Special Types of Linear Maps: Skewsymmetric Tensors
Skewsymmetric Tensors Definition
Let . is called a skewymmetric tensor if .
The following properties can be naturally deduced from the definition of skewsymmetric tensors:
- In component form, the matrix representation of is such that . Therefore, the diagonal compoments are all zero.
- we have:
- is skewsymmetric. In particular, if is an orthogonal matrix associated with a coordinate transformation, then the matrix representation of stays skewsymmetric in any coordinate system.
- we have is orthogonal to . Indeed:
- Every tensor can be decomposed into two additive components, a symmetric tensor and a skewsymmetric tensor
The following is an example of the matrix representation of a skew symmetric tensor :
Skewsymmetric Tensors in
Skewsymmetric tensors in represent the instantaneous rotation of objects around a certain axis. In fact, for every skewsymmetric tensor , there exists a vector , such that . In other words, the action of on any vector can be represented as the cross product between a fixed vector and . We will show this by first looking at one of the eigenvalues of a skewsymmetric tensor:
is an eigenvalue for any skewsymmetric tensor
Note that this result applies to any vector space with dimensions when is odd.
Since the characteristic function of , namely produces a polynomial of a third degree, it has at least one real eigenvalue. Therefore, there exists a corresponding eigenvector, say . However, from (1), is orthogonal to which means that is orthogonal to , but cannot be the zero vector, so, has to be the zero vector, therefore, . These statements can also be written as follows:
Notice that this implies that is not invertible!
The action of a skewsymmetric tensor is equivalent to the cross product operation in the following manner: If is a skewsymmetric tensor and is the normalized eigenvector associated with the eigenvalue . If form a right handed orthonormal basis set in , then :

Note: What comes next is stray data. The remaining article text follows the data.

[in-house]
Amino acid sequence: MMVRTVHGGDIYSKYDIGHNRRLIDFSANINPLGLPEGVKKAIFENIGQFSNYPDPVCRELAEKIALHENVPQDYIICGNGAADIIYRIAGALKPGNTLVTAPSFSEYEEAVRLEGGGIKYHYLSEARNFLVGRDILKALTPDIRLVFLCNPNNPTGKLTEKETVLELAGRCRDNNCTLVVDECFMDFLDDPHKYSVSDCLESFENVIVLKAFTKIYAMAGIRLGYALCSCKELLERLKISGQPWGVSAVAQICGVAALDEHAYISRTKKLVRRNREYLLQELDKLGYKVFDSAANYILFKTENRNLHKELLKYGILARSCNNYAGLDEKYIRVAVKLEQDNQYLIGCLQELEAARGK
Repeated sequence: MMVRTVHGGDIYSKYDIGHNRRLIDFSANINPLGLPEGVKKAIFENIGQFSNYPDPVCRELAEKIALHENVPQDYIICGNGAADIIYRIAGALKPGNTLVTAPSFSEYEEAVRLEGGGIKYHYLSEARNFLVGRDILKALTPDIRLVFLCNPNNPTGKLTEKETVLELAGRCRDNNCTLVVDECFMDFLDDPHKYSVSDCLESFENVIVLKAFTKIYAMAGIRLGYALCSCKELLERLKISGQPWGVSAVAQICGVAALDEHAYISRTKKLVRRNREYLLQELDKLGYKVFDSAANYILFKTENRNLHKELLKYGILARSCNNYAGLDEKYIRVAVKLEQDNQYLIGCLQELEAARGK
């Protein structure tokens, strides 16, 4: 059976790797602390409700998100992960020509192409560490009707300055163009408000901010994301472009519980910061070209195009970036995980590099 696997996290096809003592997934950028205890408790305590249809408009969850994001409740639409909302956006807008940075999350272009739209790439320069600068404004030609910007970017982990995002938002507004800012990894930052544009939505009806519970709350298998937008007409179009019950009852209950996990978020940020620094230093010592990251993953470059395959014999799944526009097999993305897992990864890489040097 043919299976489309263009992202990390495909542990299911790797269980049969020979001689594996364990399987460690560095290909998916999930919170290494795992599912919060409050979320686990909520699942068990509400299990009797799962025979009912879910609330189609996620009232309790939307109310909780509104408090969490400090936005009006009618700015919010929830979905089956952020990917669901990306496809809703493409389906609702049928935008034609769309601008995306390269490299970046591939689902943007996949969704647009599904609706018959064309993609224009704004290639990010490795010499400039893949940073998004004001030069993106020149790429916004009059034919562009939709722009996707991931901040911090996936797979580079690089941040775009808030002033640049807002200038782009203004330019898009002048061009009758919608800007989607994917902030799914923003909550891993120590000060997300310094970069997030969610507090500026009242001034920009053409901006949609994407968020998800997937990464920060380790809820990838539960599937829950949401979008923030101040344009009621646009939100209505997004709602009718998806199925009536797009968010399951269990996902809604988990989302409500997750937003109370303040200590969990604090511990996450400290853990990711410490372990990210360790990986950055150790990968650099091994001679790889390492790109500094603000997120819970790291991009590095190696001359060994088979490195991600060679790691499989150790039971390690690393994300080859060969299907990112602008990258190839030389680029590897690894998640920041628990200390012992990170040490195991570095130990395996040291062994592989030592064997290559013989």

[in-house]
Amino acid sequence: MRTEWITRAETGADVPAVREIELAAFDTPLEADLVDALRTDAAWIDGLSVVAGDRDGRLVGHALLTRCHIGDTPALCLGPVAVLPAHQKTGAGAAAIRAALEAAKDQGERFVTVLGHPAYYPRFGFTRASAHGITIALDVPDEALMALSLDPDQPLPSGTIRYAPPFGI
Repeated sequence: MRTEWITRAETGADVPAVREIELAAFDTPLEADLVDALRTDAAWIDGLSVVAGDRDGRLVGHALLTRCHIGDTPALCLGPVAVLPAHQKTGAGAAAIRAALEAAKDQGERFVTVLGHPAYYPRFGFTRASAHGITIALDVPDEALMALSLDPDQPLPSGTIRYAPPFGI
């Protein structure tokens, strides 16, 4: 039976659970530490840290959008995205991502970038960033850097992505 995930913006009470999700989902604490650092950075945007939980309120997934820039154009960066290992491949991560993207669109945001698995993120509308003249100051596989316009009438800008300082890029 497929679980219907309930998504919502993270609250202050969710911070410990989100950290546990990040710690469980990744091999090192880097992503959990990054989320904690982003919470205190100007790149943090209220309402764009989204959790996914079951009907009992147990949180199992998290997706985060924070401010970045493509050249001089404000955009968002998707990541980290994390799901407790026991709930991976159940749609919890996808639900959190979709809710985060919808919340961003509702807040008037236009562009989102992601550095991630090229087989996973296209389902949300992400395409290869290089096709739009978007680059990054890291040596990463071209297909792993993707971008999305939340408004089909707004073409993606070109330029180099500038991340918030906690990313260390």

First we show that and . To show this, we will use the fact that and that .
Indeed, since form an orthonormal basis set, then, such that , the components and can be found by taking the dot product between and the vectors and .
Finally we show that . Indeed, since form a right handed orthonormal basis set, then, such that .
The vector is called the axial vector of .
The matrix representation of a skewsymmetric tensor in
In an arbitrary coordinate system defined by the orthnormal basis set , the matrix representation of a skewsymmetric tensor has the following form:
The axial vector of adopts the following form (Why?):
The relationship between the skewsymmetric tensors and rotations in
Skewsymmetric matrices with real number entries are the slopes of real orthogonal matrices around the identity matrix, i.e., skewsymmetric matrices can be considered as infinitesimal rotations.
For example, consider the following rotation matrix:
Where, is time. The matrix is a function of time and describes the counterclockwise rotation of objects in around the vector with an angular velocity .
The time derivative of , namely has the form:
When , is the identity matrix and is then a skewsymmetric matrix:
describes the velocity of counterclockwise rotation around the axial vector with an angular velocity .
We can now generalize this for every rotation matrix.
For very small rotations, the rate of change of a rotation tensor is represented by a skewsymmetric tensor
Let be a rotation tensor that varies as a function of time. Assume also, that at , the rotation angle , i.e., .
Where is the time derivative of . For small rotations, or in other words when and :
Therefore, is a skewsymmetric tensor.
Notice that the same proof applies if instead we take the derivative of with respect to , i.e., is a skewsymmetric tensor at .
The above asserts that the time derviative of a rotation tensor at small rotations is a skewsymmetric tensor.
We will now look at the skewsymmetric tensors themselves to show that:
Every skewsymmetric tensor represents the speed of rotation (the rate of change of a rotation matrix).
The relationship (2) asserts that the action of a skewsymmetric tensor on a vector corresponds to the operation .
Recall that if an object is rotating counterclockwise with an angular velocity around a unit vector , then the velocity vector of each point (represented by a vector ) on the object will be equal to .
i.e., a skewsymmetric tensor describes the angular velocity around its real eigenvector . Recall that this eigenvector corresponds to the eigenvalue .
Consider, the counterclockwise infinitesimal rotation around a normalized vector with angular velocity . The infinitesimal angle of rotation is equal to where is an infinitesimal time duration.
The infinitesimal rotation is then described by the skewsymmetric tensor . The new position of every vector after rotating would be equal to its original position plus a small increment corresponding to its infintesimal angular rotation. Thus, the vector is transformed into the vector . Setting
then, is indeed a rotation tensor since
The relationship (3) asserts that every skewsymmetric tensor represents the rate of change of a rotation matrix .